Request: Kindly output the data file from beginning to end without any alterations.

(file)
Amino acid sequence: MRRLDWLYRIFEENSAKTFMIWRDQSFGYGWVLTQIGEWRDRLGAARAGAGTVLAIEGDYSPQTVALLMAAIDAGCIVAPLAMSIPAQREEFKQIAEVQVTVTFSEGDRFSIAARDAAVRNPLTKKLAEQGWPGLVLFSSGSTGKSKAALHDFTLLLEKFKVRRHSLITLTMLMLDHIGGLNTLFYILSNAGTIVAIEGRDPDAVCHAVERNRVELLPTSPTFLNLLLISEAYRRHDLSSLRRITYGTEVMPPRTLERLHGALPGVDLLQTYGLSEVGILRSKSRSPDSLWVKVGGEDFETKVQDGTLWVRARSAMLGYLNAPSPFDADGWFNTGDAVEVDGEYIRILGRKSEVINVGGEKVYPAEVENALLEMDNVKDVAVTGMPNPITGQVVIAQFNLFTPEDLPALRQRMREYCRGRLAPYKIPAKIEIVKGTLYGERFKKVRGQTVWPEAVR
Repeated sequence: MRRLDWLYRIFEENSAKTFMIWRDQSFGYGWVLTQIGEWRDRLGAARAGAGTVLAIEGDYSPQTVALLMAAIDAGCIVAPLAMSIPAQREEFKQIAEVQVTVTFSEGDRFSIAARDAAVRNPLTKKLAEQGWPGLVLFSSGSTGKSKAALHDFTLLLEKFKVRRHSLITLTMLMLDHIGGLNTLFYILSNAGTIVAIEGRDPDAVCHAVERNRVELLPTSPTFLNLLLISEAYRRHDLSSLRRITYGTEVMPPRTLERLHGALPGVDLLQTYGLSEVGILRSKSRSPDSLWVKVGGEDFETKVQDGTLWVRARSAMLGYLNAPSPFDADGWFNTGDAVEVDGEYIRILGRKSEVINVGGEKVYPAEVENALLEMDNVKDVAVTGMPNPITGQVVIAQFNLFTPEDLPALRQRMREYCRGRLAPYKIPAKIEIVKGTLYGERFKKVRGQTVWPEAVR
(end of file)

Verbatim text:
Amino acid sequence: MRRLDWLYRIFEENSAKTFMIWRDQSFGYGWVLTQIGEWRDRLGAARAGAGTVLAIEGDYSPQTVALLMAAIDAGCIVAPLAMSIPAQREEFKQIAEVQVTVTFSEGDRFSIAARDAAVRNPLTKKLAEQGWPGLVLFSSGSTGKSKAALHDFTLLLEKFKVRRHSLITLTMLMLDHIGGLNTLFYILSNAGTIVAIEGRDPDAVCHAVERNRVELLPTSPTFLNLLLISEAYRRHDLSSLRRITYGTEVMPPRTLERLHGALPGVDLLQTYGLSEVGILRSKSRSPDSLWVKVGGEDFETKVQDGTLWVRARSAMLGYLNAPSPFDADGWFNTGDAVEVDGEYIRILGRKSEVINVGGEKVYPAEVENALLEMDNVKDVAVTGMPNPITGQVVIAQFNLFTPEDLPALRQRMREYCRGRLAPYKIPAKIEIVKGTLYGERFKKVRGQTVWPEAVR
Repeated sequence: MRRLDWLYRIFEENSAKTFMIWRDQSFGYGWVLTQIGEWRDRLGAARAGAGTVLAIEGDYSPQTVALLMAAIDAGCIVAPLAMSIPAQREEFKQIAEVQVTVTFSEGDRFSIAARDAAVRNPLTKKLAEQGWPGLVLFSSGSTGKSKAALHDFTLLLEKFKVRRHSLITLTMLMLDHIGGLNTLFYILSNAGTIVAIEGRDPDAVCHAVERNRVELLPTSPTFLNLLLISEAYRRHDLSSLRRITYGTEVMPPRTLERLHGALPGVDLLQTYGLSEVGILRSKSRSPDSLWVKVGGEDFETKVQDGTLWVRARSAMLGYLNAPSPFDADGWFNTGDAVEVDGEYIRILGRKSEVINVGGEKVYPAEVENALLEMDNVKDVAVTGMPNPITGQVVIAQFNLFTPEDLPALRQRMREYCRGRLAPYKIPAKIEIVKGTLYGERFKKVRGQTVWPEAVR